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What happens now the ‘rent cap’ has ended?

Protections for tenants have changed in recent weeks, with many Scots reporting significant increases in their monthly rents after the end of the so-called ‘rent cap’. 

Ferret Fact Service explains what is going on. 

Ferret Fact Service | Scotland's impartial fact check project

What was the rent cap? 

The Scottish Parliament passed emergency legislation in 2022 in response to the cost-of-living crisis, which introduced a cap on rent increases for existing tenants. 

It meant that private landlords could increase rent for tenants by three per cent every year. In some cases, landlords could apply to increase rents by up to six per cent to “help cover certain cost increases incurred in the preceding six months”.

This did not stop larger increases being put in place between tenancies, when the property was being advertised.  

The law initially applied until the end of March 2023, but was extended by the Scottish Government until 31 March 2024.

There was also a limited pause on eviction enforcement in Scotland. This also ended on 31 March.

What are the rules now?  

    There have been reports that landlords notified tenants of significant increases, now the rent cap has ended. 

    The law says that private landlords need to give tenants three months’ notice before they raise the rent, and can only raise it once every 12 months. 

    Tenants can contest a rent increase if they feel it unreasonable. They can apply to have a rent officer from Rent Service Scotland adjudicate on whether the increase is proportionate, based on information about the property and similar market rents in the same area. 

    If the rent officer decides to intervene, the maximum increase would be either six or 12 per cent, depending on the difference between the current rent and average rent prices in the area.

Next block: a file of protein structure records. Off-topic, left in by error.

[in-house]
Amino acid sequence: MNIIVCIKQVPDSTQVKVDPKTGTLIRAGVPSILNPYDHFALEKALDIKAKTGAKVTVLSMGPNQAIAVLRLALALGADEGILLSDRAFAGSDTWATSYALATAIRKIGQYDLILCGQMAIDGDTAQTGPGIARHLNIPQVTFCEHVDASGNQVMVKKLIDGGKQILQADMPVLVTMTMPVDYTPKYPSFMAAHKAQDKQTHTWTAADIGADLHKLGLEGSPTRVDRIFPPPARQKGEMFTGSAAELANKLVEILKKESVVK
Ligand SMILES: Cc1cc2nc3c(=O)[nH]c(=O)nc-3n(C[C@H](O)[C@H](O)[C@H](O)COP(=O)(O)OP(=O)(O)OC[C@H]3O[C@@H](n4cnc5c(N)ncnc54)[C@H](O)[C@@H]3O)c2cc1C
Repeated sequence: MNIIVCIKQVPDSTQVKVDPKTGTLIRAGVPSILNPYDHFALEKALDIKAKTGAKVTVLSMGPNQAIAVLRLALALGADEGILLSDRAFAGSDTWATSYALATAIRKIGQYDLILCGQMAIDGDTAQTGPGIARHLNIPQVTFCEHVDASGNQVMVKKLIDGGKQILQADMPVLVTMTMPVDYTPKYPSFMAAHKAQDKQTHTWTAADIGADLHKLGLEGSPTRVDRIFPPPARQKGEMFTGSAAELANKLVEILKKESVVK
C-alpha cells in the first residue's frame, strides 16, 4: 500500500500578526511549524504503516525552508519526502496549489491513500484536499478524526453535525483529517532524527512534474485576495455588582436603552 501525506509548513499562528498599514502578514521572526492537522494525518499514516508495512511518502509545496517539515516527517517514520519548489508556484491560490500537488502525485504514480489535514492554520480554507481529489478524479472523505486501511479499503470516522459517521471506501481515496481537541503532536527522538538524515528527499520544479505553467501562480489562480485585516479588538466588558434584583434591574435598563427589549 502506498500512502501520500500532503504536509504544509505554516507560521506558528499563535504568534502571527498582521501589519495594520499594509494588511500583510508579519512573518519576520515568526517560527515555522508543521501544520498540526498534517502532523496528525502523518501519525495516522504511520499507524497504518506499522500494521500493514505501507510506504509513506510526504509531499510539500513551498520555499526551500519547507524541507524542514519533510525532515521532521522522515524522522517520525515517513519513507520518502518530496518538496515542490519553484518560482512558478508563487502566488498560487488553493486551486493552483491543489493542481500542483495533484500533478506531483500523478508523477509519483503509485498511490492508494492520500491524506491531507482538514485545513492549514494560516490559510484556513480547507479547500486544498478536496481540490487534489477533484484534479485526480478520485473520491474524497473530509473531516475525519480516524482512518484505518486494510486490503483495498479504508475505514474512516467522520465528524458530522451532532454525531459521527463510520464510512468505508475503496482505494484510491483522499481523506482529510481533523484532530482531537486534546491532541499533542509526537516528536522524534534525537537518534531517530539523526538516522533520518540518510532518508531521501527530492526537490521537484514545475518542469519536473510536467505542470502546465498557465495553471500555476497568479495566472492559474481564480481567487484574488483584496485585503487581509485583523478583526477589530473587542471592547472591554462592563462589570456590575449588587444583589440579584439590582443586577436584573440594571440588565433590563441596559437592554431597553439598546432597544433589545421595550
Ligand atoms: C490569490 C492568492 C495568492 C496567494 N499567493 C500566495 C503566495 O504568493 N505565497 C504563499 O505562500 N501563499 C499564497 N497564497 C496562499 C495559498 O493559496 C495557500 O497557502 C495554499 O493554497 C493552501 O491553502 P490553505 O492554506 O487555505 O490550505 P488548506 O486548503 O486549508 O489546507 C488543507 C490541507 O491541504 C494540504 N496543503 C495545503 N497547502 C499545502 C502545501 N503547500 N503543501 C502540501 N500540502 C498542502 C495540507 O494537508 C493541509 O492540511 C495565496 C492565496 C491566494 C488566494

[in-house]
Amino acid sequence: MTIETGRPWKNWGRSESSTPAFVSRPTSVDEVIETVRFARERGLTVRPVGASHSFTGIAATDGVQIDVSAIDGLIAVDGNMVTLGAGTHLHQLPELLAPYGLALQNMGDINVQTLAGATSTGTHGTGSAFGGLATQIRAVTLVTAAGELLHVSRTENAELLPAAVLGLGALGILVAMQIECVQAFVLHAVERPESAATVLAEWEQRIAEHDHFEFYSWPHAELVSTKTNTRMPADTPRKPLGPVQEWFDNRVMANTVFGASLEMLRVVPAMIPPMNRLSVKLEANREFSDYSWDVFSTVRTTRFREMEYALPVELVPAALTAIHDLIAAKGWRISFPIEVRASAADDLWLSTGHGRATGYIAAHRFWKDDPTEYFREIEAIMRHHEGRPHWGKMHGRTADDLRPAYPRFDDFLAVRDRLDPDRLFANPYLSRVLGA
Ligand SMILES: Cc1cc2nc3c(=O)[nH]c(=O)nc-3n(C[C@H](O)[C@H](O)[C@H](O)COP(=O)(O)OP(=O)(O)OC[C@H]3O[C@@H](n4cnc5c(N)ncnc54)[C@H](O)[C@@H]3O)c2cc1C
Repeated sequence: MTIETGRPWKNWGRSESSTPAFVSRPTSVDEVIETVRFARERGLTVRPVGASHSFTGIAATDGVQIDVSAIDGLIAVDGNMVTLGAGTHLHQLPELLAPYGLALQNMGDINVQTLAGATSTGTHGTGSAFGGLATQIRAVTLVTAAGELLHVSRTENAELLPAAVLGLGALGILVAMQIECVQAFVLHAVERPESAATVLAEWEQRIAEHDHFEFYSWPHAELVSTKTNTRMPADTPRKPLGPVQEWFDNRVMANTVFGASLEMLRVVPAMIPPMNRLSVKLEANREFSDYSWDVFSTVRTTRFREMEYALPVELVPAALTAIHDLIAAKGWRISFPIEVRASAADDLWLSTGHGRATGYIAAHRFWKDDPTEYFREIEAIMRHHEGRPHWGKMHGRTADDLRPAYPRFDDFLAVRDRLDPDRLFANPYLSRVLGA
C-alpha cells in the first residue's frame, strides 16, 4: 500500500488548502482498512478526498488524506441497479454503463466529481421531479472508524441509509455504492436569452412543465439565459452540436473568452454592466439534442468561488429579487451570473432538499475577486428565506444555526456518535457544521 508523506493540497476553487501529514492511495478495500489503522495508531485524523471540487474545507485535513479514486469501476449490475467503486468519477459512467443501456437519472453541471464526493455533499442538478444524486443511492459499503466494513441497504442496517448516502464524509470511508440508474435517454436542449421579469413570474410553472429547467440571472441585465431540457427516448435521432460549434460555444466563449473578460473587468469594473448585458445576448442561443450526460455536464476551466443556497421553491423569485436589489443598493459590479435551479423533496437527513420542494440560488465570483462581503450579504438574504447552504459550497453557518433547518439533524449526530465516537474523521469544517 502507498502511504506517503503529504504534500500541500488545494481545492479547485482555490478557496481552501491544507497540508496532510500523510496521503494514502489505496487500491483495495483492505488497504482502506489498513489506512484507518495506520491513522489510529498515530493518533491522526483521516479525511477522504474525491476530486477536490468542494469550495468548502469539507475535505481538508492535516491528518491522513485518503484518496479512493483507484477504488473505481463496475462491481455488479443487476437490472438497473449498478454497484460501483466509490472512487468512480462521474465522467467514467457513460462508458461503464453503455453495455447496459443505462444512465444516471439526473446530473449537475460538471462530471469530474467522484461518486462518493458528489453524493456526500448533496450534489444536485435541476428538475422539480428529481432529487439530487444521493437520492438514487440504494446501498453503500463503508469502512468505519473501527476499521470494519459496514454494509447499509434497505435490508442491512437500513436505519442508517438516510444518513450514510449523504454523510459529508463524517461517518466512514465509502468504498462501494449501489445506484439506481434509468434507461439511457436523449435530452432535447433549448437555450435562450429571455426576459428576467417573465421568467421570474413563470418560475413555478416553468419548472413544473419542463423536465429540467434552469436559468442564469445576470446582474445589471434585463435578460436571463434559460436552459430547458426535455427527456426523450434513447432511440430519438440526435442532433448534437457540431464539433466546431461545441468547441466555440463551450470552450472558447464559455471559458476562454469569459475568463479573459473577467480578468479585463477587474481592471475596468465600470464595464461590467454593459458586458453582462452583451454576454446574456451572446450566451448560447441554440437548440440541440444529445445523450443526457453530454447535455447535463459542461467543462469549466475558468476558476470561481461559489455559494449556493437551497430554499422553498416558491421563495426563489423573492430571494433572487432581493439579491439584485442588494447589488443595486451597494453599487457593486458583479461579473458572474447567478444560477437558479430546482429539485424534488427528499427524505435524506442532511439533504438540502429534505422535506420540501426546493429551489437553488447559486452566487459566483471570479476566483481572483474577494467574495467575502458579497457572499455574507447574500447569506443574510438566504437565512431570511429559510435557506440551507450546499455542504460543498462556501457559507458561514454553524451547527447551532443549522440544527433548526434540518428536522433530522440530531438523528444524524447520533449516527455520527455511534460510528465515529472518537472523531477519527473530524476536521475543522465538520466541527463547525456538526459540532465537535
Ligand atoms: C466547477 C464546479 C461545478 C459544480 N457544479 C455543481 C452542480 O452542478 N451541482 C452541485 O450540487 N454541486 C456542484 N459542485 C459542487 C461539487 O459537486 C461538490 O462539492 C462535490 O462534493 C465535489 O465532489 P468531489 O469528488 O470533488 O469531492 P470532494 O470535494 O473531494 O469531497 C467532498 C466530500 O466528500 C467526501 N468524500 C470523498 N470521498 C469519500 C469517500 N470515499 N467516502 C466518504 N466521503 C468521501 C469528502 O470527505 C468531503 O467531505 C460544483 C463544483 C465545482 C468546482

There is also something called rent pressure zones where a local council can apply for rent increases to be restricted in a certain area if they feel rents are rising too much. 

    This has been in place since 2017 and has yet to be used by a local council in Scotland. The policy has been criticised for the amount of detailed data that councils are required to provide to apply for a zone to be established. 

    What is the Scottish Government planning to do?

    New wide-reaching legislation for tenants in Scotland has been proposed by the Scottish Government. 

    The housing bill was introduced to parliament in March 2024, and proposals include “long term rent controls for private tenancies, new rights to keep pets, decorate rented homes and stronger protection against eviction”. 

    Ministers also want to introduce rent control zones to replace the previous rent pressure zones. Local councils would be duty-bound to assess rent prices and increases in its area, and then report to the Scottish Government, which would then have the power to put rent controls in place. 

    This is a change from the rent pressure zones policy in place since 2017, by making rent assessments mandatory rather than at the discretion of local councils. 

    The new rent control zones would also restrict increases between tenancies, so landlords would not be able to markedly increase rent when a property was re-advertised.  

    Evictions are also part of the new proposed housing bill, with policies aimed at delaying eviction enforcement under some circumstances. There would be a requirement for the eviction tribunal and the Sheriff Court to consider “seasonal pressures or individual circumstances” in deciding whether evictions should be delayed. 

    Ferret Fact Service (FFS) is a non-partisan fact checker, and signatory to the International Fact-Checking Network fact-checkers’ code of principles.

    All the sources used in our checks are publicly available and the FFS fact-checking methodology can be viewed here.

    Want to suggest a fact check?

    Email us at factcheck@theferret.scot or join our Facebook group.

    Photo credit: iStock/Serge Cornu.

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